Voliva Flourishes In Leadership Role For Alaska Anchorage
Tennae Voliva was the only UAA player to start all 33 games in 2019-29, averaging 9.4 points and 7.3 rebounds per game. Photo by Skip Hickey.
Tennae Voliva was the only UAA player to start all 33 games in 2019-29, averaging 9.4 points and 7.3 rebounds per game. Photo by Skip Hickey.

Wednesday, January 13, 2021
by Blake Timm, GNAC Assistant Commissioner For Communications

ANCHORAGE, Alaska – As players make their way through the Alaska Anchorage women’s basketball program, the coaching staff is always looking for who will be the next leaders of the program.

Head coach Ryan McCarthy takes those potential future leaders aside some time in their first two years and tells them that they are next in line for that leadership mantle. “If you want this, you could be that.”

When it came time for Tennae Voliva’s name to be called, McCarthy believes it came as a bit of a shock to the Anchorage native.

“I don’t think she ever expected to hear that coming from us, being that she wasn’t a big-name recruit,” McCarthy said. “After she heard that, it served as words for affirmation that gave her confidence.”

Voliva earned the chance. As a sophomore, the forward averaged 5.1 points and 4.3 rebounds in 33 games while playing behind 2018-19 GNAC Player of the Year Hannah Wandersee. Stepping into Wandersee’s shoes as a junior, Voliva started all 33 games, averaging 9.4 points and 7.3 rebounds per game en route to earning Honorable Mention All-GNAC honors.

Voliva directly credits the influence of Wandersee into helping her grow into the role that helped Alaska Anchorage win its fifth GNAC regular-season championship since 2015 and its third GNAC Championships title in the same span.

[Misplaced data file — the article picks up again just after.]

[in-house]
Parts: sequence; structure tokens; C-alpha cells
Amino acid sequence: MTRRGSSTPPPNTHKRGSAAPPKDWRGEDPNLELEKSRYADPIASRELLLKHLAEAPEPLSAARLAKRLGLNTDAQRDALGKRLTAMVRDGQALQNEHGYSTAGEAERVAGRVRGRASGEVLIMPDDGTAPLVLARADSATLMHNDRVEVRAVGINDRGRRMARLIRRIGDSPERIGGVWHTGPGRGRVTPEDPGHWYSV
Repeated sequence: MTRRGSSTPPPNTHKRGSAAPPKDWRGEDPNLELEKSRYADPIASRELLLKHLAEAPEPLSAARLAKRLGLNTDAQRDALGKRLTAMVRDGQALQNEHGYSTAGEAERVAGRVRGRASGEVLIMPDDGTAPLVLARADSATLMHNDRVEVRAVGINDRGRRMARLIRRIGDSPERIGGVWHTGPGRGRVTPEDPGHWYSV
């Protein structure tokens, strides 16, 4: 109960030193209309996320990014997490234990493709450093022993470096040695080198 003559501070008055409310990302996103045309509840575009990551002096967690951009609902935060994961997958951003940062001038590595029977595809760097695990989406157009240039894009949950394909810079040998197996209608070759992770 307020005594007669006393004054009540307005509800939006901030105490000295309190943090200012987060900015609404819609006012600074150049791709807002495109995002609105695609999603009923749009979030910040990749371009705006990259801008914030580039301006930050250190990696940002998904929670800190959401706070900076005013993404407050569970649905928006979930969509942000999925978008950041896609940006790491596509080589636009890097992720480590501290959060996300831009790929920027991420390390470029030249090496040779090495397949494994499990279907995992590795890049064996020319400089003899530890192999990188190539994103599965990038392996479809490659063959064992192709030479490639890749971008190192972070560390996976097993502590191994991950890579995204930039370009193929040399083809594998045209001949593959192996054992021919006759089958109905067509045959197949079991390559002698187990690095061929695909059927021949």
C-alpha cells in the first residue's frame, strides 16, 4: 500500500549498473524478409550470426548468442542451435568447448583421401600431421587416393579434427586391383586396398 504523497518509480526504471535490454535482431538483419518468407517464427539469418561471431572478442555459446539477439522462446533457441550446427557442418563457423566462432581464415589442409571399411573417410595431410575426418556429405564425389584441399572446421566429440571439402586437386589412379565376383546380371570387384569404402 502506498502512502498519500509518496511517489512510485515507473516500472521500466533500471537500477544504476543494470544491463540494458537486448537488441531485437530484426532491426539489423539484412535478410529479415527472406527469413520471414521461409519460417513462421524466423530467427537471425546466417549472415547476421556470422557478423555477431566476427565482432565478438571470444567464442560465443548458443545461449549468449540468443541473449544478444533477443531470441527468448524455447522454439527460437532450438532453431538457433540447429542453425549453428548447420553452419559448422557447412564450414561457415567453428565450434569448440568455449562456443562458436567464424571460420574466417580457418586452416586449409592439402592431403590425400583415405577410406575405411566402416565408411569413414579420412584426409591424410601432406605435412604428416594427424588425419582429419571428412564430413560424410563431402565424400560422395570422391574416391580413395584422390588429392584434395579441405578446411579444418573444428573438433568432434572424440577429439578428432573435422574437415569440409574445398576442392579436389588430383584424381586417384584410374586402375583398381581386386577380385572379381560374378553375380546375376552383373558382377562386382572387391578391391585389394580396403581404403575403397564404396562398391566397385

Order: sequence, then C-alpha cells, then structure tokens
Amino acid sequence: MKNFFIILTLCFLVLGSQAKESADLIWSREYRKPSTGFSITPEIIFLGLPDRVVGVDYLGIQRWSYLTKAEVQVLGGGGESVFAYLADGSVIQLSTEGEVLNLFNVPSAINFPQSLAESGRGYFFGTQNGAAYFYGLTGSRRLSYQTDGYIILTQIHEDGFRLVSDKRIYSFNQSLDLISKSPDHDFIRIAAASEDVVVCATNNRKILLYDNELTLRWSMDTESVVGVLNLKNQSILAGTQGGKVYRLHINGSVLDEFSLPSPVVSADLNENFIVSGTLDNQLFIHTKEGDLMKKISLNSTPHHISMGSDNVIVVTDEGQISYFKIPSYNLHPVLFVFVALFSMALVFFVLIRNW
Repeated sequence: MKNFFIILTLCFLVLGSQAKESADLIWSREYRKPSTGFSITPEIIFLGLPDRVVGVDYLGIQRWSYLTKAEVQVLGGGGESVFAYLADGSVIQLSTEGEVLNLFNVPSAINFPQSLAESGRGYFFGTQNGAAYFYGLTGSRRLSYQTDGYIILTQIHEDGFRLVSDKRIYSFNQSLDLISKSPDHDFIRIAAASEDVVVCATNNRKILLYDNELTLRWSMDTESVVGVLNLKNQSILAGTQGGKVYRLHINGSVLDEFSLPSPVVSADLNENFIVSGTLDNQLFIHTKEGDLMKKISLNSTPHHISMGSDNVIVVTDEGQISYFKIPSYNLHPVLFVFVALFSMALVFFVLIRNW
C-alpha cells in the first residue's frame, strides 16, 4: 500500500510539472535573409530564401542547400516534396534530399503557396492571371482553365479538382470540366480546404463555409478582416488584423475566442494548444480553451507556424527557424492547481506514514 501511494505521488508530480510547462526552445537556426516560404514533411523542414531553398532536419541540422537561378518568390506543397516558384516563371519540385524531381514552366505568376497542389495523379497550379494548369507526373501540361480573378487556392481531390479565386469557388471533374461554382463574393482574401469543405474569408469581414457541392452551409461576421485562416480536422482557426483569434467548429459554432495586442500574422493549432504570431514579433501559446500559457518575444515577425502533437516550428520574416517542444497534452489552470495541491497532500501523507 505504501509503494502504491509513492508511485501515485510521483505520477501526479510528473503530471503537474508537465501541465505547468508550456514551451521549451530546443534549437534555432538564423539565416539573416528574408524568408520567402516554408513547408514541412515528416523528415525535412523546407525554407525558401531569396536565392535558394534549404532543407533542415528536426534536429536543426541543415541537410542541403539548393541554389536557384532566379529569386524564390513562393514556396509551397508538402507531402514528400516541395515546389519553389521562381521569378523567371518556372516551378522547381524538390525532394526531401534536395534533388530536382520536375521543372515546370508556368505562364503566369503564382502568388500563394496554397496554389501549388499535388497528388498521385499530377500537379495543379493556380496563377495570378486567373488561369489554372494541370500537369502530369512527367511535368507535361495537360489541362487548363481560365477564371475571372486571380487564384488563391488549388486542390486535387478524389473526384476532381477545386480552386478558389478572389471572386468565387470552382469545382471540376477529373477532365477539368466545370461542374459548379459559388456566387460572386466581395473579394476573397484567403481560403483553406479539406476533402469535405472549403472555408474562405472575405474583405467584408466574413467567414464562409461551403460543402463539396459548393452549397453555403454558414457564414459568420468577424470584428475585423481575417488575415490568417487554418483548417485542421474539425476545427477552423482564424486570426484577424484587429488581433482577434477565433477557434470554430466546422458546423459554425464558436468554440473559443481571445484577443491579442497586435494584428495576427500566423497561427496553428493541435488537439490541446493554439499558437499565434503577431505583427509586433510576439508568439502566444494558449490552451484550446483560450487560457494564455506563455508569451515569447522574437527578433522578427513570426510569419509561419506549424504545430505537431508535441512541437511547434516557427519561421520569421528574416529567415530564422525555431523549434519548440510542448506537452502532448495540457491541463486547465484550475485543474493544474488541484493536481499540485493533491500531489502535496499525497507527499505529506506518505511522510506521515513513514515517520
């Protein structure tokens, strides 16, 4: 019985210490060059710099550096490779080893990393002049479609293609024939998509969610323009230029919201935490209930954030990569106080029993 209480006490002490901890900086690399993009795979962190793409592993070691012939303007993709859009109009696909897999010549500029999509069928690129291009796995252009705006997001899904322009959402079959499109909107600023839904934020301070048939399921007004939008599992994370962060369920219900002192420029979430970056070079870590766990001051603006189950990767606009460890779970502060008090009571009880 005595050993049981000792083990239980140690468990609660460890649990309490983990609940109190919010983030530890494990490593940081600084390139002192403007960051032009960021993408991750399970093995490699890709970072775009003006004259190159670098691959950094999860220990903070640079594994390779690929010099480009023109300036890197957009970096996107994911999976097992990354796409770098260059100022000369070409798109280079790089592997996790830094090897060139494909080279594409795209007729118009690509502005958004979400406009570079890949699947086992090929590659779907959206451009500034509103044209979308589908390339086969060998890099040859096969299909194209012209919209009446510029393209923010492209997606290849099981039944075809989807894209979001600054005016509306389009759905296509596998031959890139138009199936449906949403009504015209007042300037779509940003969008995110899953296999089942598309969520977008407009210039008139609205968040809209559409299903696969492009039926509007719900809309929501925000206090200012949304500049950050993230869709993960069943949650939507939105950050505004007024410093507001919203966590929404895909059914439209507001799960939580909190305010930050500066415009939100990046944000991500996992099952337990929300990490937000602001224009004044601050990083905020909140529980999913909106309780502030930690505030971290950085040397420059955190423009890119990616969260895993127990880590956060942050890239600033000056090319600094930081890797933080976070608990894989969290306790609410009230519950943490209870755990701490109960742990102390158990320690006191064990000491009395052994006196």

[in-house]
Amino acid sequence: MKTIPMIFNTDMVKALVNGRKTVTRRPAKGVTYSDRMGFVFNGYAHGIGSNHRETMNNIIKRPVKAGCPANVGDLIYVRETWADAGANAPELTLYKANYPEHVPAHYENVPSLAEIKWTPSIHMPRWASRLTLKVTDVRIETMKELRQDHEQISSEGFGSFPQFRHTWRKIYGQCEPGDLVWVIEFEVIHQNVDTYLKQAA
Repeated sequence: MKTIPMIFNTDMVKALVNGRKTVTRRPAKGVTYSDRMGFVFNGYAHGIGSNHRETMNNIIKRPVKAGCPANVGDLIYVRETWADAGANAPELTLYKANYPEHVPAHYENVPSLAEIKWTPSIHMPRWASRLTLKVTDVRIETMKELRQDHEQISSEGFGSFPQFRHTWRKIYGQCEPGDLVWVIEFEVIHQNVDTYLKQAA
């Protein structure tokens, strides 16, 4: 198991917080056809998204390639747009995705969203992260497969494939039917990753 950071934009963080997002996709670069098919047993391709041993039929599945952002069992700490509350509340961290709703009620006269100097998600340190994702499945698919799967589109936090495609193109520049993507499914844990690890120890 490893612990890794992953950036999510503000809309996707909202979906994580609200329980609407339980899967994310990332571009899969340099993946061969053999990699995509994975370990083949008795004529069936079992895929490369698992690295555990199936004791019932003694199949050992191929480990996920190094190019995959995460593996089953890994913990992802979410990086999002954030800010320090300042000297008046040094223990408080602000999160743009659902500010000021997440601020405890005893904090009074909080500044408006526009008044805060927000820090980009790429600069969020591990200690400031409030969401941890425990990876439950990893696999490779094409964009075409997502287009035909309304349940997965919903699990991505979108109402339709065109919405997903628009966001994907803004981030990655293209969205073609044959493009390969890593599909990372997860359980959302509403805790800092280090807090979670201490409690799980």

“Hannah wasn’t the most vocal leader but she worked hard,” Voliva said. “I think she was a very mature leader. She handled pressure very well. I hope that those are some of the characteristics I can take as I go into my senior year.”

With Alaska Anchorage’s 2019-20 postseason run and 2020-21 season likely wiped out by the COVID-19 pandemic, the lessons that Voliva has picked up over the past few years are keeping to keep her teammates focused on keeping the Seawolves in the top-tier of Division II women’s basketball programs.

Homegrown talents are not an unusual find for McCarthy. But discovering Voliva at Anchorage’s East High School was a significant surprise.

Despite being a 1,000-point scorer and team leader for the Thunderbirds in a pair of top-four finishes at the Alaska 4A State Tournament, the 6-foot forward was far off the radar for most colleges. Initially, Voliva had signed with a junior college in Wisconsin before deciding that she would not be a good fit for that program.

McCarthy said he was drawn to Voliva’s athleticism and her ability to be effective wherever she was on the floor. “She had a good build and a lot of God-given attributes that made us think that she could really develop if she worked at it,” he said. “She was recruited based off of her potential.”